The Investment Column: Capital looks to future

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The Independent Online
CAPITAL RADIO would probably prefer to forget the last two years. Not so very long ago, it was one of the City's favourite media stocks. Then it made an ill-advised move into restaurants, watched helplessly as Virgin Radio was snatched from under its nose by Chris Evans, the maverick DJ, and was told by the Monopolies and Mergers Commission that the deal would probably have been blocked anyway. In just 18 months, Capital's shares lost a third of their value.

So it's no surprise that David Mansfield, Capital's chief executive, was doing his best to draw a veil over the recent past yesterday. Far from being unable to expand in radio - as the MMC report suggested - he reckons there is further headroom for growth, as Capital's two recent acquisitions - alternative London station Xfm and Red Dragon in Cardiff - demonstrate. The company is also lobbying the Government to relax the rules that treat radio advertising as a separate industry. And although Capital is opening up new radio cafes and Havana restaurants, spending on the division is completely ringfenced.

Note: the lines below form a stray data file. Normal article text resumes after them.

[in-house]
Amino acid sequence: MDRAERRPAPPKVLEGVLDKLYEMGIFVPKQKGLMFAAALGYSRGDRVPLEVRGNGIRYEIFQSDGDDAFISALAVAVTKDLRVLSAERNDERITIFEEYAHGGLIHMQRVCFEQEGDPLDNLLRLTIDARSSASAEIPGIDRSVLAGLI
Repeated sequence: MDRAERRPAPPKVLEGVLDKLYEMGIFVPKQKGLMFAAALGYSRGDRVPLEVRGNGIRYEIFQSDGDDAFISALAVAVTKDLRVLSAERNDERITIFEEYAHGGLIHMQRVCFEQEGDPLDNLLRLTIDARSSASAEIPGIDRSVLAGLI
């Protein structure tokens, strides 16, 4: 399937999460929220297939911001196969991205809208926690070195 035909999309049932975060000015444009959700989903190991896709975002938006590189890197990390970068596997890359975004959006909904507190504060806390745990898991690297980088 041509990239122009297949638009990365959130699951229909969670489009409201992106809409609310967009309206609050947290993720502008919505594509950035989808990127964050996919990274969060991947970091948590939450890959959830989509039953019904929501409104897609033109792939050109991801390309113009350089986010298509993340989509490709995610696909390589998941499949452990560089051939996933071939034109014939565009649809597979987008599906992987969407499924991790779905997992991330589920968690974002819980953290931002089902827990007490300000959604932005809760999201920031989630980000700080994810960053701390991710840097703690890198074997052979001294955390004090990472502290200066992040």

Based on yesterday's figures, this approach looks sensible. Advertising rates rose by 12 per cent in the six months to March, and Capital is confident that radio as a medium will take an ever-larger chunk of the total advertising cake. The result is that revenues grew by 11 per cent to pounds 55.6m while operating profits improved by a tenth to pounds 17.4m.

In the past six months, Capital shares have made up most of the ground they lost in the previous year and a half. They put on 14p to 684p yesterday. On Panmure Gordon's full-year profit forecast of pounds 39m, Capital trades on a forward PE ratio of 19, which is a lot less than competitors like GWR. Given the room for growth in radio - regulators allowing - the shares are a solid hold.